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Saad Hariri’s ‘Moderate Awakening’

An exclusive interview with Lebanon’s former prime minister on the eve of the trial against the four Hezbollah members who murdered his father.

12:20 PM, Jan 17, 2014 • By LEE SMITH
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Saad Hariri

Hillary Clinton and Saad Hariri

The Hague, Netherlands
Almost nine years after the February 14, 2005 murder of Lebanon’s former prime minister Rafik Hariri in a car bomb explosion in central Beirut that killed 22 others and wounded more than 200, the Special Tribunal for Lebanon has come to fruition. Thursday morning the STL opened its trial against four suspects named in the case, all of them Hezbollah members, including alleged ringleader Mustafa Badreddine, cousin and brother-in-law of the notorious Imad Mughniyeh, the infamous Hezbollah commander assassinated in 2008 who is believed to be responsible for dozens of terrorist acts, including the 1983 bombing of the U.S. embassy in Lebanon. 

“The question, ‘Who killed Rafik Hariri?’ now has an answer,” Saad Hariri told me Wednesday night in an exclusive interview in his hotel room in The Hague on the eve of the trial. The slain prime minister’s son also served as the Lebanese premier from 2009 until 2011, when Hezbollah and its allies collapsed his government and sent the younger Hariri into exile between Paris and Riyadh. Still the leader of the Sunni community’s largest political bloc, the Future movement, and one of the pillars of Lebanon’s pro-democracy March 14 gathering, Hariri’s absence from Lebanon is due only to an extremely dangerous security situation in which his life would certainly be imperiled. Just last month, Mohamed Chatah, a longtime Hariri ally who’d served as finance minister under Rafik and as an advisor to Saad, was killed in yet another car bombing in Beirut, a short distance from where the elder Hariri was murdered.

When I saw Saad Hariri on Wednesday, he and his aides were still visibly shaken—they’d lost a friend and a colleague and Hezbollah’s campaign of murdering its domestic opponents was still on its bloody march nearly a decade on. However, Hariri, who has often struck observers as a reluctant politician without the charismatic leadership skills of his father, came across as resilient and determined. He spoke clearly and passionately about the message that the trial, and his presence at its opening, is meant to send.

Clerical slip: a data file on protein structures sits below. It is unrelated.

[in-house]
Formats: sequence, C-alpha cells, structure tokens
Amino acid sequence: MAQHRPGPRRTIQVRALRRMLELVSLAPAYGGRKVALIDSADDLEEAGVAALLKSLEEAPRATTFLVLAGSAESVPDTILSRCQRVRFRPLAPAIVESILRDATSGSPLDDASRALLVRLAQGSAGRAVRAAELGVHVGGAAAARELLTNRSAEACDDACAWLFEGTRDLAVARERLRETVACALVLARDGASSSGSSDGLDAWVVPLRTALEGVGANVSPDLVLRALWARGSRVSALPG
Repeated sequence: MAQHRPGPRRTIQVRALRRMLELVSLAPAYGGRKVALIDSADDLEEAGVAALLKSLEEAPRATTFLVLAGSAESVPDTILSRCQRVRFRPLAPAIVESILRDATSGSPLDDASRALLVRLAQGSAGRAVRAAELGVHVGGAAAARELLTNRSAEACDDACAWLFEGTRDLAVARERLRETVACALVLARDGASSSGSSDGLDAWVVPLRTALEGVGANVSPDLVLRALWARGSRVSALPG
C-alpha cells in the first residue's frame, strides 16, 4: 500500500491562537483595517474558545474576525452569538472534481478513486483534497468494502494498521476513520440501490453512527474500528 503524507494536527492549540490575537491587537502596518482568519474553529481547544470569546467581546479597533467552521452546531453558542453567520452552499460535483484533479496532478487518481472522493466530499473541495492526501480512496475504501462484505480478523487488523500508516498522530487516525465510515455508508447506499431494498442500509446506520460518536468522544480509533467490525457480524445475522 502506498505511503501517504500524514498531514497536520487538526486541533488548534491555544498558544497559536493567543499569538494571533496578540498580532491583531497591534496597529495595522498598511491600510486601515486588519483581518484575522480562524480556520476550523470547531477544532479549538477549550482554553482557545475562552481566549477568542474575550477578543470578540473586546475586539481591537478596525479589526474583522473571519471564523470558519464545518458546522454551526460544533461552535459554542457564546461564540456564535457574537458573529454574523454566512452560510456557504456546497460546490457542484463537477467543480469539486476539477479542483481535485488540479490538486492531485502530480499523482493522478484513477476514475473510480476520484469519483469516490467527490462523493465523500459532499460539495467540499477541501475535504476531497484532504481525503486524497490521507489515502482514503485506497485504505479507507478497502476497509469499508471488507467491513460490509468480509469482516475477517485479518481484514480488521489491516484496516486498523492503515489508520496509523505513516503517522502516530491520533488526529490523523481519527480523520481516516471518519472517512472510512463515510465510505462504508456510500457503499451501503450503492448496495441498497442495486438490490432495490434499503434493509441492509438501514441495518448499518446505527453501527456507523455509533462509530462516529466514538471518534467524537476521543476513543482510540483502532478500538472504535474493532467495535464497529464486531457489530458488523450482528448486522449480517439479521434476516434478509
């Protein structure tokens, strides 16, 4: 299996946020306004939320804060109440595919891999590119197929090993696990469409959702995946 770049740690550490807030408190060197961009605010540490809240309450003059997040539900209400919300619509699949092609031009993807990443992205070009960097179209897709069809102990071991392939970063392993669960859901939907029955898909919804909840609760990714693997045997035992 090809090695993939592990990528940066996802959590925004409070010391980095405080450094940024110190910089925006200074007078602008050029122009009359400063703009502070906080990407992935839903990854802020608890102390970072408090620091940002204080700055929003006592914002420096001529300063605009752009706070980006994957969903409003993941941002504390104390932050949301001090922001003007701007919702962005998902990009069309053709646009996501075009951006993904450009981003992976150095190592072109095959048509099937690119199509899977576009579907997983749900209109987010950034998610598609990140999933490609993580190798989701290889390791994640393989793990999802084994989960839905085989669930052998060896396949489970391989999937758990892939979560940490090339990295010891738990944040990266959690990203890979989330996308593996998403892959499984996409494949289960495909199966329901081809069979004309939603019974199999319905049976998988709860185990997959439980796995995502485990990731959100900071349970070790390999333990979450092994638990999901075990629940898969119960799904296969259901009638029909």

“The message is that political assassinations are no longer accepted in the Middle East,” said Hariri. “This is an extremely important message, for Lebanon and the entire region. This trial marks the first time that an act of terror is tried in an international tribunal. There have been trials for war crimes and genocide, but this sets a precedent.” According to Hariri, “The STL trial should be seen as an instrument in the war on terror.”

Hariri explained that impunity for political murder has long been the norm in the Middle East—no one is ever brought to account for political crimes. “But when my father was assassinated, there was an anger in Lebanon that led to a kind of revolt, and this revolt brought a kind of freedom to Lebanon. So the main point of the STL is to have justice. Many people fear that the trial and its results might bring more instability to Lebanon but the truth is always ugly to the perpetrators of such crimes. But it is beautiful for its victims and those who seek justice.”

Hariri acknowledged that the trial is only the first step in a long and difficult process that he nonetheless sees culminating in a transformation around the Middle East. “We believe impunity for political murder should and will stop. But yes, the assassins still believe they can keep killing, as they did with Mohamed Chatah. They still believe they can do what they want. But we still believe in justice, and March 14 still believes that good will always prevail over evil.”

But if Hariri sees the Middle East bending toward the arc of justice, there’s another regional trend that pays little heed to trials and tribunals, justice and moderation. The men who murdered his father and countless other Lebanese officials, activists, journalists, and innocent bystanders are a part of the Islamic Republic of Iran’s regional project, now spreading from Baghdad to Beirut, where Tehran has seeded and supported allies, from Bashar al-Assad to Nuri al-Maliki, to wage a baldly sectarian war pitting a Shiite-led axis against the Middle East’s Sunni majority.

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